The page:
Panic attacks could indicate greater heart risk

People who suffer from panic attacks are more likely to develop heart attacks and heart disease, according to UK research.


The findings suggest that GPs should consider the possibility of heart disease in patients presenting with panic attacks.

The study involved 57,615 adults diagnosed with panic attacks and 347,039 adults who did not have the condition.

Patients who were younger than 50 when first diagnosed with panic attacks were 38 per cent more likely to have a heart attack and 44 per cent more likely to develop heart disease than people who had not been diagnosed with the condition.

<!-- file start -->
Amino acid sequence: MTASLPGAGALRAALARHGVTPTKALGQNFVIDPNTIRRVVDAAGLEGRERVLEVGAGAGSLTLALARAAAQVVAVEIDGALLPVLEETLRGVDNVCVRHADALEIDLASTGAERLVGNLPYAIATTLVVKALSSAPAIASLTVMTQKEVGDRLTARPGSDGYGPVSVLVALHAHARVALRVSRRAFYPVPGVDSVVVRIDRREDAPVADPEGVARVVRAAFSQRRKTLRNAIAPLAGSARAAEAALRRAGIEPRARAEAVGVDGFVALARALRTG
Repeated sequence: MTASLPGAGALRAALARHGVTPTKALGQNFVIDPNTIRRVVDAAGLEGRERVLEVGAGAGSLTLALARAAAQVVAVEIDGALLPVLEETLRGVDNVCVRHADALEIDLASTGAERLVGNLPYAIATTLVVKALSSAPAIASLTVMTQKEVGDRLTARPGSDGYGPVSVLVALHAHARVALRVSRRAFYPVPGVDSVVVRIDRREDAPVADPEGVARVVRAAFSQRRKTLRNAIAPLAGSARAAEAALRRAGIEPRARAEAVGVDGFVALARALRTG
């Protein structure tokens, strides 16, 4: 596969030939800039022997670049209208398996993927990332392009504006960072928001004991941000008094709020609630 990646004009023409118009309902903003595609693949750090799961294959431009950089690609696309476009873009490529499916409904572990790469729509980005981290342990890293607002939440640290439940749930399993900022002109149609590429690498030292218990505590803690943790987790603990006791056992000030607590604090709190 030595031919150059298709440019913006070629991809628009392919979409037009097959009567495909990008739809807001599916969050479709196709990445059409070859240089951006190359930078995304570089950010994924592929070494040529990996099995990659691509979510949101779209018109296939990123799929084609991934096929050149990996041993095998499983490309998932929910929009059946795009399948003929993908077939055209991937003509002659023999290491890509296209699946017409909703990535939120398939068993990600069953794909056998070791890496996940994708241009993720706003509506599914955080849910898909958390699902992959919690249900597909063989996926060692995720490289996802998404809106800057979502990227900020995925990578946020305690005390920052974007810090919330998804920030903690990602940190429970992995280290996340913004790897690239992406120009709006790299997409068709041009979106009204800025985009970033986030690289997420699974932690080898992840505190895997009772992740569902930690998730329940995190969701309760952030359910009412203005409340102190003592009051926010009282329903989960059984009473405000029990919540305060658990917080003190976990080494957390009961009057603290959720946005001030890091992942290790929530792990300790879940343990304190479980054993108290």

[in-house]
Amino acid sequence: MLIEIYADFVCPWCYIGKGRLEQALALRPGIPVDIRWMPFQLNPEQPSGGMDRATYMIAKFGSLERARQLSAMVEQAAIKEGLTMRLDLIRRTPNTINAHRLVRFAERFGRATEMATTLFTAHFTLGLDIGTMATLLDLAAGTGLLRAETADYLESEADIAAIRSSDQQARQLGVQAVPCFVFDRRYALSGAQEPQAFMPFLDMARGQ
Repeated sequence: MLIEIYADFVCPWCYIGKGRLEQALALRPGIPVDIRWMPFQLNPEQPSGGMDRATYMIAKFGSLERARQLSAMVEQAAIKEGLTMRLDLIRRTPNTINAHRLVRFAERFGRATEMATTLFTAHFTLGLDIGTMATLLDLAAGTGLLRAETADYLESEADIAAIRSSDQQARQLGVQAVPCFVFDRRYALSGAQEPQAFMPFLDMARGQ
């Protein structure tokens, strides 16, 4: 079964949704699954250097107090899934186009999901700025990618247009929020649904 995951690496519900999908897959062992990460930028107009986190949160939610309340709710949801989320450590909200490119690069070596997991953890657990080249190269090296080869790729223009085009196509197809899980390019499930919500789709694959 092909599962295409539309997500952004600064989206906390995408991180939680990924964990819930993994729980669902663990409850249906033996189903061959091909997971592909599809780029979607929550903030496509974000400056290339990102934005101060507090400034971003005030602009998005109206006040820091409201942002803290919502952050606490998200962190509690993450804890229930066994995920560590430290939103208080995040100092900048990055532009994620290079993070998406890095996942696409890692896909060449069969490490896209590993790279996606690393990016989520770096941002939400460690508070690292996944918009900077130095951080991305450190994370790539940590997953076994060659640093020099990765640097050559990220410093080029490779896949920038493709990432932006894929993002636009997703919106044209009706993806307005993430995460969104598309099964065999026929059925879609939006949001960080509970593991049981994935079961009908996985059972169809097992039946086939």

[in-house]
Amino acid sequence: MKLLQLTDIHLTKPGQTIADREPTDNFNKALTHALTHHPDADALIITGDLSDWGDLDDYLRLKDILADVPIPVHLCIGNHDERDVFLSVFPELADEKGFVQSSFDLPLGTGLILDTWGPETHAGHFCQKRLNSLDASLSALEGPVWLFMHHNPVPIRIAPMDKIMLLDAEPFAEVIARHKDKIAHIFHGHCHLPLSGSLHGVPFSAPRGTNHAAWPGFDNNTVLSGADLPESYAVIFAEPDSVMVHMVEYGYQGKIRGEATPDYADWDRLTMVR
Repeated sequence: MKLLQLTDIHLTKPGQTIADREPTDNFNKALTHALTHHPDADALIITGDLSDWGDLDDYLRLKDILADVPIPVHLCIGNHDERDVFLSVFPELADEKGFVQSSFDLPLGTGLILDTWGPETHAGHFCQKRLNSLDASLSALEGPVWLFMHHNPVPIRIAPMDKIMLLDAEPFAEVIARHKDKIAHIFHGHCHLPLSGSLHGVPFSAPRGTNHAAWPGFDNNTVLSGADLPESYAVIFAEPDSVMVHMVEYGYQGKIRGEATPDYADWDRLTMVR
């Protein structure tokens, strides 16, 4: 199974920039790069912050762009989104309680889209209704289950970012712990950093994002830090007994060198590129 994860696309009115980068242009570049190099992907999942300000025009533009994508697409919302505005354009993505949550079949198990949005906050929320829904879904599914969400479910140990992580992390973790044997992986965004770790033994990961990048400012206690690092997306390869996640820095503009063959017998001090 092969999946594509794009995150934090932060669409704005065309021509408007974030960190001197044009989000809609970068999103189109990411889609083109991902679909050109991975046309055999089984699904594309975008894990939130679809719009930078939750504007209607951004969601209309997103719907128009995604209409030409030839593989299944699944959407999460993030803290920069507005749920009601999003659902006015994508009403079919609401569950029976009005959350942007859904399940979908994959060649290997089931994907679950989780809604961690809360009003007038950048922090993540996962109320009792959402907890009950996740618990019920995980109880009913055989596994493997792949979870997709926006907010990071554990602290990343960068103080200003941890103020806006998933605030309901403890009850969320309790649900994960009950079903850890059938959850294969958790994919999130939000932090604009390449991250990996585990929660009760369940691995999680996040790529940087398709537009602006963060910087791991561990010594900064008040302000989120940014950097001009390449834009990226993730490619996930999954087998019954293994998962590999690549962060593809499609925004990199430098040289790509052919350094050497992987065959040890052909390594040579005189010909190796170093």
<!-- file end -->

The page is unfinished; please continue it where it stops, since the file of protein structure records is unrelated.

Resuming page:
For patients over the age of 50 there was an 11 per cent increased risk of heart disease.

Lead researcher Dr Kate Walters, from University College London, said: ‘The symptoms of panic attacks can closely mimic those of a heart attack or acute cardiac disease, and it seems that there may be a complex relationship between them.'

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